Key Considerations

Effectively implementing thermography for fever screening is not a trivial process. Consideration needs to be given to many aspects of the screening process. Some of the key considerations and general notes are captured below.


Operating environment

  • The screening station should be located near the entrance to the site, to minimise the potential interactions of any infected individual
  • Indoors or a well-covered/protected area to meet the below requirements
    • Minimal airflow, i.e. not under an air conditioner duct or with a crosswind
    • Climate controlled, ideally 20 °C to 24 °C and relative humidity <50 %
    • Non-reflective background, a light colour matte finish wall is fine
    • No thermal radiation sources, i.e. no reflections from the sun, hot/cold external windows, hot halogen lamps overhead etc
  • Do not place the screening system near bathrooms, a wet face will alter the measurements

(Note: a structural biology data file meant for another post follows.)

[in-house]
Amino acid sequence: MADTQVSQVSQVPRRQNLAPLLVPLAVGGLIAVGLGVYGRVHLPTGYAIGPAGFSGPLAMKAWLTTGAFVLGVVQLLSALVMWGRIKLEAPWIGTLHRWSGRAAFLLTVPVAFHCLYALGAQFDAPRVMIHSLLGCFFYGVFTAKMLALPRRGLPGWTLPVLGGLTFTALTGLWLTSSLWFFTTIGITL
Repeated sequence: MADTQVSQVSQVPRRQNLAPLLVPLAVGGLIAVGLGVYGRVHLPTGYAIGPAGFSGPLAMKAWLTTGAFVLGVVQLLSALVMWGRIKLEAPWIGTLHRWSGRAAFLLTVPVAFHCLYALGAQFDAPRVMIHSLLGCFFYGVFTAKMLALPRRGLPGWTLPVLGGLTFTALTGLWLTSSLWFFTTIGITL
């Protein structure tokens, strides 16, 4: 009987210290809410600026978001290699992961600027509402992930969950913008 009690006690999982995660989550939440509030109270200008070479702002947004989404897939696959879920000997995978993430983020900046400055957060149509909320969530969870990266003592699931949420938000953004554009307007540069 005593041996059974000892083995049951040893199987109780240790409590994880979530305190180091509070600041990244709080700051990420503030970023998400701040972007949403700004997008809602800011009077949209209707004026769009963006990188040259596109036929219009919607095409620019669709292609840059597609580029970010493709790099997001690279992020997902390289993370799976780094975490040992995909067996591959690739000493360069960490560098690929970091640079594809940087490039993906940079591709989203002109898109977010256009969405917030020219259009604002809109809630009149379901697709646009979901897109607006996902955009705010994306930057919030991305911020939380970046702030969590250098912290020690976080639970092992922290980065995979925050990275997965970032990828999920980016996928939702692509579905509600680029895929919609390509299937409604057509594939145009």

Secondary screening

  • The camera is not diagnosing any medical condition, it is only identifying a potential elevated body temperature (EBT)
  • If someone is identified to have an EBT, qualified medical personnel need to assess the individual using a clinical thermometer, in a secondary screening area
  • This should be positioned to allow the removal of an individual with an EBT from the facility with reasonable privacy and with minimum potential for cross-contamination of others



  • Individuals must stop/pause in front of the camera one at a time. The screening process should take <1 second once the face is stationary in front of the camera
  • The camera is aligned straight on to the face (both horizontal and vertical), you may need to allow for height adjustment of the camera for tall/short individuals.
  • The individual needs to look straight at the camera, not look up, down or to the side